It brought to mind again something I saw in Bangladesh in the mid-1990s. We were in a village that was struggling to crawl up to the 20th century, never mind the 21st. The village prided itself with an elementary school that drew kids from neighboring villages. Most of the living quarters there were just small huts made of thatch and mud and stone, except for the principal’s which stood on hollow blocks. Useful, one of our guides said with a laugh, for when he beat up his wife. Apparently, wife-beating was fairly common there. The hollow blocks helped mute the sounds of violence and keening, which allowed the principal to keep up his high standing in the neighborhood.
India is by no means Bangladesh. Not then, not now. It has a bustling IT capital in Bangalore, it has brilliant artists, not least of them writers like Salman Rushdie, it remains a beacon of transcendent spirituality to the world. But it also has a skeleton in its closet, which is the way it treats its women. The gang-rape of a 23-year-old, which eventually led to her death in a Singapore hospital where she was flown in a desperate effort to save her life, revealed this in all its gory sordidness. The girl and her male companion were picked up by a school bus that had been hijacked by hooligans, and the girl was repeatedly raped and subjected to acts of sadism. The victims were then thrown out of the bus. The girl died after a couple of weeks from her injuries.
The wanton brutality of it shocked the entire nation and stoked its citizens to fury. Protesters marched in the streets demanding justice for the girl and soul-searching for the nation. It was of course a matter of peace and order too. Rape has gotten out of hand in India, or the social media have made it possible to report it, but either way the routineness with which it is happening, particularly in the rural areas, is alarming. The police almost seem powerless in the face of it.
But more than that, it is culture too. Specifically a culture that holds women in low regard, if not in scorn, which makes rape, or generally, sexual harassment, seem almost like a pastime. An unfortunate pastime, like smoking and drinking, but a pastime nonetheless. According to the Association for Democratic Reforms, at least 20 people who have been accused of rape have run in Indian elections over the past five years. Sexual harassment is rampant, being regarded lightly as “eve-teasing.”
“Indian men should change their attitude towards women. We treat them badly, abuse them, harass them and even rape them. We have to change ourselves,” said Ashim Jain, a playwright. “The villain is within us.”
Lest we think ourselves lucky we do not have the same problem, let’s think again. Not too long ago, we almost qualified as the rape capital of the world, the thing happening not just with frightening frequency but with the horrific murder of the victims to go along with it. In the early 1990s, Marikina earned notoriety as the rape-and-murder capital of the country, with girls who worked at night being abducted as they went home in the wee hours of morning, and raped and killed. I remember that very well because one of the victims was a girl we knew who worked at Sam’s Diner in Quezon City, who delivered our orders on skates. She never got home one night, or early morning, and was found on a dumpsite, raped and stabbed to death later on. It gave a face to utter evil.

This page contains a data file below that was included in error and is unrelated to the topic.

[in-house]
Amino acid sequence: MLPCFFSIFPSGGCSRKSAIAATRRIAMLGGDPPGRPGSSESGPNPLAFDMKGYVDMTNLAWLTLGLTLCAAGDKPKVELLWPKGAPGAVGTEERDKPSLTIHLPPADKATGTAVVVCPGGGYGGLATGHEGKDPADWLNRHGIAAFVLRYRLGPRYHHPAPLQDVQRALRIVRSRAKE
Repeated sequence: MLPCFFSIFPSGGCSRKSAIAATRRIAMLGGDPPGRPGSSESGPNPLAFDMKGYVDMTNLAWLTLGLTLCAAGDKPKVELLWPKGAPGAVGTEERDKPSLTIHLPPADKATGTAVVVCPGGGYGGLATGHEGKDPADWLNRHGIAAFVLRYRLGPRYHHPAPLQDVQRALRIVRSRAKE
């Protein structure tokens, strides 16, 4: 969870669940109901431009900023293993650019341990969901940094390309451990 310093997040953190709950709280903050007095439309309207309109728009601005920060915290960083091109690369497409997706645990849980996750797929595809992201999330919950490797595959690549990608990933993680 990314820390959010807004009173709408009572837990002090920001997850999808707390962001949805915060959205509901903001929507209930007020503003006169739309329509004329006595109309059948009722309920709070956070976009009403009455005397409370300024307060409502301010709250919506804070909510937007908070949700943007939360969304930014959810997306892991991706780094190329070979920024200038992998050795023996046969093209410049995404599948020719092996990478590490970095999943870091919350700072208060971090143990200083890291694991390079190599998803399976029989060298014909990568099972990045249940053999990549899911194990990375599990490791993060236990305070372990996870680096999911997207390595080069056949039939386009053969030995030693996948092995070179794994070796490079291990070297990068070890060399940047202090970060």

Clearly, it was a breakdown of peace and order too, and the Marikina police were rightly damned for not being worth the expense of keeping them. Things would change in the late 1990s, unfortunately without most of the victims finding justice. Later, the lethal poisoning of a house painter convicted of rape would be televised. But it would not deter rape, it would not lessen rape. All it did was to encourage rapists to kill their victims, dead women tell no tales. Indeed, all it did was to convince the country to scrap the death penalty.
But more than a peace-and-order problem, it was, and far more so, a cultural problem. Or an attitudinal problem, or a sociological problem, or a psychological problem. Although we’ve had women leaders, like India, we’ve also not gone very far in pushing back backward views about women, particularly in the rural areas. That is the ultimate source of violence against them. Incest remains a humongous problem, along with rape, particularly among the urban poor. As does wife-beating, sanctioned at least by culture, if not by law, with outside interference being effectively barred by the advice, or warning, “Huwag kang makialam sa usapang mag-asawa.”
That’s the reason I applaud every move and measure that improve the standing of women in this country. Or more to the point, that change, alter, reshape our regard for women in this country. And that’s the reason I decry any attempt or effort to retard it, to solidify and reinforce our view of women as originating from the ribs of men. One such attempt or effort being the continuing opposition of groups, led by the bishops, to reproductive health. RH isn’t just about family planning, or responsible sex, it is about giving women power over their own bodies, it is about giving women dignity, it is about giving women equality. The opposition to it isn’t about fighting for life, it is about fighting to keep women in line, fighting to keep their role in life as baby factories.
The denigration of women, open or veiled: That is the ultimate source of violence against them. Not the laxity of the police, not the titillation of media, not the promiscuity of society. Jain is right, stop looking around you to find the blame for the monstrosity. The monster is inside us.
The villain is within us.